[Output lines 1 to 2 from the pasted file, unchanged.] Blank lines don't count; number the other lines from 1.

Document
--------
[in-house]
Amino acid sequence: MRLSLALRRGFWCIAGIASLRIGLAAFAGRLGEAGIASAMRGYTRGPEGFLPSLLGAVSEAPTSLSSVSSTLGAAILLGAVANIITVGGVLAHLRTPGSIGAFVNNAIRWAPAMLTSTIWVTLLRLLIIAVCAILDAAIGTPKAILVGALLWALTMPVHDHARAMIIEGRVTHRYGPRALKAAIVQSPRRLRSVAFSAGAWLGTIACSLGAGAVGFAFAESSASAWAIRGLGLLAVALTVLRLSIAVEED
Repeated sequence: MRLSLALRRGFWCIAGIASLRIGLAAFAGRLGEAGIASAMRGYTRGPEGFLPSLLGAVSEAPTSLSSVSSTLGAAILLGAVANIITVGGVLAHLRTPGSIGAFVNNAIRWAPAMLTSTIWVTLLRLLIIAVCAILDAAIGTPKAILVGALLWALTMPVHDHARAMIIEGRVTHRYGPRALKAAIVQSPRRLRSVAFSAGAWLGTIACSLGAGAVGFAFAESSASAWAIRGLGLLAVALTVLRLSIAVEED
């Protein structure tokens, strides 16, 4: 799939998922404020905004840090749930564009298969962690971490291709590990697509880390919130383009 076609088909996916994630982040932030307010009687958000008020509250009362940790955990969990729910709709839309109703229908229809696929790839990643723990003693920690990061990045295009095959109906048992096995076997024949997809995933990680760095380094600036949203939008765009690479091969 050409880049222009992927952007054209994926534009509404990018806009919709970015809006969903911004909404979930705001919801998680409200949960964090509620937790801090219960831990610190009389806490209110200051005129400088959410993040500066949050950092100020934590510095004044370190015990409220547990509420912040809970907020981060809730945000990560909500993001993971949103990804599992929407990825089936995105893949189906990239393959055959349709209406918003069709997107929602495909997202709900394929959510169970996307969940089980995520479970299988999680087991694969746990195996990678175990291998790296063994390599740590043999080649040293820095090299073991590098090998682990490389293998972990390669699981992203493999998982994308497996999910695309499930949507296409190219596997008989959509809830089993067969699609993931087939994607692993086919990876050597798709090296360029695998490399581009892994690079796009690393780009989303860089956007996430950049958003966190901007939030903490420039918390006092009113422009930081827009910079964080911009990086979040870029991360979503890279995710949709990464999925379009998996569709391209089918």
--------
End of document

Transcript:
[in-house]
Amino acid sequence: MRLSLALRRGFWCIAGIASLRIGLAAFAGRLGEAGIASAMRGYTRGPEGFLPSLLGAVSEAPTSLSSVSSTLGAAILLGAVANIITVGGVLAHLRTPGSIGAFVNNAIRWAPAMLTSTIWVTLLRLLIIAVCAILDAAIGTPKAILVGALLWALTMPVHDHARAMIIEGRVTHRYGPRALKAAIVQSPRRLRSVAFSAGAWLGTIACSLGAGAVGFAFAESSASAWAIRGLGLLAVALTVLRLSIAVEED